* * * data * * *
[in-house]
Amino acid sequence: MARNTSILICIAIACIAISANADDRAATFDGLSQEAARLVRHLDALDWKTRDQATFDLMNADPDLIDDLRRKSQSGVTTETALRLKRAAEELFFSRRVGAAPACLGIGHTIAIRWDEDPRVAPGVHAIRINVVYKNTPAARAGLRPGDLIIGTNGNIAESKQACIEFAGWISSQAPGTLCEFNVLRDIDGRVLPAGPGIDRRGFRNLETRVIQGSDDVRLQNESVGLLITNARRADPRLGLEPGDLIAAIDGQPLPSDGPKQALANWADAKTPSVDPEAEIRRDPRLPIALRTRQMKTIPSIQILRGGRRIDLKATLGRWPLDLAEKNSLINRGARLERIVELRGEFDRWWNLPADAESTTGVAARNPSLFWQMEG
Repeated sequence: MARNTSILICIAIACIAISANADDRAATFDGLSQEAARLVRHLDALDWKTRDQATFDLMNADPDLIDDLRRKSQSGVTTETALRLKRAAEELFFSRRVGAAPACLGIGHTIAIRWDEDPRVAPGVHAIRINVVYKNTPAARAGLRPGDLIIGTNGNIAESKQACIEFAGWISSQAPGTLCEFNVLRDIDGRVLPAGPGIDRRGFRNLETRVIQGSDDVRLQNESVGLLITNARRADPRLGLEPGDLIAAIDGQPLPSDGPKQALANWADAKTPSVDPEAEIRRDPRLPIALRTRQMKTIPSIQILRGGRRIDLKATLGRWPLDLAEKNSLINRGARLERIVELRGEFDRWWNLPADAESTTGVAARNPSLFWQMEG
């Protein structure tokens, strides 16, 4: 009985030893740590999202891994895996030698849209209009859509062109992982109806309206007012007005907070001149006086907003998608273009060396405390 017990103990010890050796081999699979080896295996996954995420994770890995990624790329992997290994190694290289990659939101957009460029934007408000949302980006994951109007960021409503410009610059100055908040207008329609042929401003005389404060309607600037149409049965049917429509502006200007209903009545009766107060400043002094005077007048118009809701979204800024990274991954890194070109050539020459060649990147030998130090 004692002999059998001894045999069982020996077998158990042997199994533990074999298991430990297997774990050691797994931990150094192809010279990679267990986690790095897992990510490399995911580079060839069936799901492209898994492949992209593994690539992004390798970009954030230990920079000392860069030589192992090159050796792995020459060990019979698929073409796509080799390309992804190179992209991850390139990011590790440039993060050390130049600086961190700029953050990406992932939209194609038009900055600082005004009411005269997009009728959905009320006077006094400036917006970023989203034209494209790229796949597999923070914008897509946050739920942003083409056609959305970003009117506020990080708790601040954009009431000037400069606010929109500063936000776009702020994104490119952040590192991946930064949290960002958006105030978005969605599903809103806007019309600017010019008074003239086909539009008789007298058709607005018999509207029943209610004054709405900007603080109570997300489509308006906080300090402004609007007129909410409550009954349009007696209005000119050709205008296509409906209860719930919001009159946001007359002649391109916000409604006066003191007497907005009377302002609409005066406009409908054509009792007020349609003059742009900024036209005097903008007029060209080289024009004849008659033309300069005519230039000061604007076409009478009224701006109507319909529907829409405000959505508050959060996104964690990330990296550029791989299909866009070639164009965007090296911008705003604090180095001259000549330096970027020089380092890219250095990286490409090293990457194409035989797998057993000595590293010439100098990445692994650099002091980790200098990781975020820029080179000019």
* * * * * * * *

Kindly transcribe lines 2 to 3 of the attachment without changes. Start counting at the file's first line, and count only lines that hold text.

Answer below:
Amino acid sequence: MARNTSILICIAIACIAISANADDRAATFDGLSQEAARLVRHLDALDWKTRDQATFDLMNADPDLIDDLRRKSQSGVTTETALRLKRAAEELFFSRRVGAAPACLGIGHTIAIRWDEDPRVAPGVHAIRINVVYKNTPAARAGLRPGDLIIGTNGNIAESKQACIEFAGWISSQAPGTLCEFNVLRDIDGRVLPAGPGIDRRGFRNLETRVIQGSDDVRLQNESVGLLITNARRADPRLGLEPGDLIAAIDGQPLPSDGPKQALANWADAKTPSVDPEAEIRRDPRLPIALRTRQMKTIPSIQILRGGRRIDLKATLGRWPLDLAEKNSLINRGARLERIVELRGEFDRWWNLPADAESTTGVAARNPSLFWQMEG
Repeated sequence: MARNTSILICIAIACIAISANADDRAATFDGLSQEAARLVRHLDALDWKTRDQATFDLMNADPDLIDDLRRKSQSGVTTETALRLKRAAEELFFSRRVGAAPACLGIGHTIAIRWDEDPRVAPGVHAIRINVVYKNTPAARAGLRPGDLIIGTNGNIAESKQACIEFAGWISSQAPGTLCEFNVLRDIDGRVLPAGPGIDRRGFRNLETRVIQGSDDVRLQNESVGLLITNARRADPRLGLEPGDLIAAIDGQPLPSDGPKQALANWADAKTPSVDPEAEIRRDPRLPIALRTRQMKTIPSIQILRGGRRIDLKATLGRWPLDLAEKNSLINRGARLERIVELRGEFDRWWNLPADAESTTGVAARNPSLFWQMEG